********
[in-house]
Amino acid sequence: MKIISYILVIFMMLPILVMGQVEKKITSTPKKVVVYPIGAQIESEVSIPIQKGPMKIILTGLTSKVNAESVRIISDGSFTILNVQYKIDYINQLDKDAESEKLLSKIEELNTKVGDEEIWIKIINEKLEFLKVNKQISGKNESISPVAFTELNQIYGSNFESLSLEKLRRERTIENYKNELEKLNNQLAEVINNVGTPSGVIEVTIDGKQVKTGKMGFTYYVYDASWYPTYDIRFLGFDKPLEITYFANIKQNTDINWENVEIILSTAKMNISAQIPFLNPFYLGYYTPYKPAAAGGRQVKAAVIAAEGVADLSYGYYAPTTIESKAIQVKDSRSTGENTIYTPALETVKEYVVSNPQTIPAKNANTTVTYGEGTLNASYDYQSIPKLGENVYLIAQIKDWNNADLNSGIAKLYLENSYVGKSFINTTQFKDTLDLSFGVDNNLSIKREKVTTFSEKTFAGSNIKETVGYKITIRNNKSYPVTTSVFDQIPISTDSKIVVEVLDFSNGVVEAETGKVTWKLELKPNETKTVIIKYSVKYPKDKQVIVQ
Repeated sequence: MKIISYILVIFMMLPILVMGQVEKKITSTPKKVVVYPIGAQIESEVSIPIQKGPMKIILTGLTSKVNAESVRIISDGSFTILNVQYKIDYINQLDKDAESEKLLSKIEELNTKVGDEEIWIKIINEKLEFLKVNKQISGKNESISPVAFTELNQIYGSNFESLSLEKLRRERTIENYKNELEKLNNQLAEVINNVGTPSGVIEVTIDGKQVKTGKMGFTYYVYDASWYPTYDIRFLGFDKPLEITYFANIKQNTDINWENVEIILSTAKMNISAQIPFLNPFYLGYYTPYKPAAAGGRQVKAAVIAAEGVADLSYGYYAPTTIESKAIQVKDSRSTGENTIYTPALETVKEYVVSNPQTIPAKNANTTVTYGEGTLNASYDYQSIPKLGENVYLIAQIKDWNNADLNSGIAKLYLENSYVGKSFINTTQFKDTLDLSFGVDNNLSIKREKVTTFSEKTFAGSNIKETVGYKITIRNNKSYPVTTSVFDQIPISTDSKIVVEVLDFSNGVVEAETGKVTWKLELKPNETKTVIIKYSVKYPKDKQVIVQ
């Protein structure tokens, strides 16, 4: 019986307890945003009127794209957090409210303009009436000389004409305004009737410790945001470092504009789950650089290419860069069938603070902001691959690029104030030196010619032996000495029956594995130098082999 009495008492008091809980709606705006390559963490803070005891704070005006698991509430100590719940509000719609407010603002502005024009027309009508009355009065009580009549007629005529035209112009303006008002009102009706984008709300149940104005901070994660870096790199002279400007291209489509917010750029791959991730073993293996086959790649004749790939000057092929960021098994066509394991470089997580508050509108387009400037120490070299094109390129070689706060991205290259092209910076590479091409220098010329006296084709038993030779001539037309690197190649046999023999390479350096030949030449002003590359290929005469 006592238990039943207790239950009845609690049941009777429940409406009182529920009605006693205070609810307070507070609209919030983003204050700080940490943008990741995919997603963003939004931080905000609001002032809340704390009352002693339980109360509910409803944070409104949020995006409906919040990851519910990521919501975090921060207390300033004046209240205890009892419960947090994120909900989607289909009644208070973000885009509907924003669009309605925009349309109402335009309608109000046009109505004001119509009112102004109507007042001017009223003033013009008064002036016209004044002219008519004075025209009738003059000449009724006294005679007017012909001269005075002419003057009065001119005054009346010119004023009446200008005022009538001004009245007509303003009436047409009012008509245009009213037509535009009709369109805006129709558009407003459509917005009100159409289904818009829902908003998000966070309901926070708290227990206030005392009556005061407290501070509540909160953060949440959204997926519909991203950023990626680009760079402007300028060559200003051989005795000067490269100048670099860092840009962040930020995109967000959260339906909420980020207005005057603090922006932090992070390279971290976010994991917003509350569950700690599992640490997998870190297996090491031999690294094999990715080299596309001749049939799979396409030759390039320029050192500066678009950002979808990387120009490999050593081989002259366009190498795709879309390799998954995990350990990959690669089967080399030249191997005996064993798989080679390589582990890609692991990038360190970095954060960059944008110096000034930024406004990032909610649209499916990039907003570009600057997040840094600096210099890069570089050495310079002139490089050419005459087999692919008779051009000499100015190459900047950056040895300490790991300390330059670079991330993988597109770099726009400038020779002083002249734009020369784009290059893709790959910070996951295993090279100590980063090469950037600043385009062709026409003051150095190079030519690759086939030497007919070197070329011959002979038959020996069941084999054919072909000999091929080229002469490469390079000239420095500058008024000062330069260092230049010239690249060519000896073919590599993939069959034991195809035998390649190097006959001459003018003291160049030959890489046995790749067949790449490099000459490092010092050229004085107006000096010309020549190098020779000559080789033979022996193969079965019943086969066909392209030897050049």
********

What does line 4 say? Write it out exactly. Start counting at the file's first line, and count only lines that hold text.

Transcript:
């Protein structure tokens, strides 16, 4: 019986307890945003009127794209957090409210303009009436000389004409305004009737410790945001470092504009789950650089290419860069069938603070902001691959690029104030030196010619032996000495029956594995130098082999 009495008492008091809980709606705006390559963490803070005891704070005006698991509430100590719940509000719609407010603002502005024009027309009508009355009065009580009549007629005529035209112009303006008002009102009706984008709300149940104005901070994660870096790199002279400007291209489509917010750029791959991730073993293996086959790649004749790939000057092929960021098994066509394991470089997580508050509108387009400037120490070299094109390129070689706060991205290259092209910076590479091409220098010329006296084709038993030779001539037309690197190649046999023999390479350096030949030449002003590359290929005469 006592238990039943207790239950009845609690049941009777429940409406009182529920009605006693205070609810307070507070609209919030983003204050700080940490943008990741995919997603963003939004931080905000609001002032809340704390009352002693339980109360509910409803944070409104949020995006409906919040990851519910990521919501975090921060207390300033004046209240205890009892419960947090994120909900989607289909009644208070973000885009509907924003669009309605925009349309109402335009309608109000046009109505004001119509009112102004109507007042001017009223003033013009008064002036016209004044002219008519004075025209009738003059000449009724006294005679007017012909001269005075002419003057009065001119005054009346010119004023009446200008005022009538001004009245007509303003009436047409009012008509245009009213037509535009009709369109805006129709558009407003459509917005009100159409289904818009829902908003998000966070309901926070708290227990206030005392009556005061407290501070509540909160953060949440959204997926519909991203950023990626680009760079402007300028060559200003051989005795000067490269100048670099860092840009962040930020995109967000959260339906909420980020207005005057603090922006932090992070390279971290976010994991917003509350569950700690599992640490997998870190297996090491031999690294094999990715080299596309001749049939799979396409030759390039320029050192500066678009950002979808990387120009490999050593081989002259366009190498795709879309390799998954995990350990990959690669089967080399030249191997005996064993798989080679390589582990890609692991990038360190970095954060960059944008110096000034930024406004990032909610649209499916990039907003570009600057997040840094600096210099890069570089050495310079002139490089050419005459087999692919008779051009000499100015190459900047950056040895300490790991300390330059670079991330993988597109770099726009400038020779002083002249734009020369784009290059893709790959910070996951295993090279100590980063090469950037600043385009062709026409003051150095190079030519690759086939030497007919070197070329011959002979038959020996069941084999054919072909000999091929080229002469490469390079000239420095500058008024000062330069260092230049010239690249060519000896073919590599993939069959034991195809035998390649190097006959001459003018003291160049030959890489046995790749067949790449490099000459490092010092050229004085107006000096010309020549190098020779000559080789033979022996193969079965019943086969066909392209030897050049």